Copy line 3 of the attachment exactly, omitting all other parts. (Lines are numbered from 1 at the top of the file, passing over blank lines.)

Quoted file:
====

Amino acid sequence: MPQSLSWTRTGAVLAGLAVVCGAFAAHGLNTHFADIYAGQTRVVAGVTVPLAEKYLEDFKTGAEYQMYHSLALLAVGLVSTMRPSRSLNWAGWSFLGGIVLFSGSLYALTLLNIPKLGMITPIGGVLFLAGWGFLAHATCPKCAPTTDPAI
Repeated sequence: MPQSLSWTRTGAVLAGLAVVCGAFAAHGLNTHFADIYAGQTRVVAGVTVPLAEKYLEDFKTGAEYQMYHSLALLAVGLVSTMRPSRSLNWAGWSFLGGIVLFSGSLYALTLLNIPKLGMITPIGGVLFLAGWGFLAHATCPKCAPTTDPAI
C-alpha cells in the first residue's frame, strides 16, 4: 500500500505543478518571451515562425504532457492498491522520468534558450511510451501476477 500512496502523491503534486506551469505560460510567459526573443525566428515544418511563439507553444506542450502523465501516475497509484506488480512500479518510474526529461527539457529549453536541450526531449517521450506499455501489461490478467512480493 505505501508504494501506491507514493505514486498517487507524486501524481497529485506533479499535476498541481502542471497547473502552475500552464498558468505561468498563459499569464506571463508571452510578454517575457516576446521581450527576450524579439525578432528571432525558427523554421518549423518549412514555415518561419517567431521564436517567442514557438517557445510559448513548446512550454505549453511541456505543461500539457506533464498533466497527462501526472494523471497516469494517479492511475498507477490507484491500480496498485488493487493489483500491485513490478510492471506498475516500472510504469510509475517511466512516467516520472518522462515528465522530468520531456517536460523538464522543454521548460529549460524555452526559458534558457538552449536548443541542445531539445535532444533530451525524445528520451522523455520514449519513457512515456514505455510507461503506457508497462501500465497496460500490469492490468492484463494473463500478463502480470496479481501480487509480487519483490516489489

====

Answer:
C-alpha cells in the first residue's frame, strides 16, 4: 500500500505543478518571451515562425504532457492498491522520468534558450511510451501476477 500512496502523491503534486506551469505560460510567459526573443525566428515544418511563439507553444506542450502523465501516475497509484506488480512500479518510474526529461527539457529549453536541450526531449517521450506499455501489461490478467512480493 505505501508504494501506491507514493505514486498517487507524486501524481497529485506533479499535476498541481502542471497547473502552475500552464498558468505561468498563459499569464506571463508571452510578454517575457516576446521581450527576450524579439525578432528571432525558427523554421518549423518549412514555415518561419517567431521564436517567442514557438517557445510559448513548446512550454505549453511541456505543461500539457506533464498533466497527462501526472494523471497516469494517479492511475498507477490507484491500480496498485488493487493489483500491485513490478510492471506498475516500472510504469510509475517511466512516467516520472518522462515528465522530468520531456517536460523538464522543454521548460529549460524555452526559458534558457538552449536548443541542445531539445535532444533530451525524445528520451522523455520514449519513457512515456514505455510507461503506457508497462501500465497496460500490469492490468492484463494473463500478463502480470496479481501480487509480487519483490516489489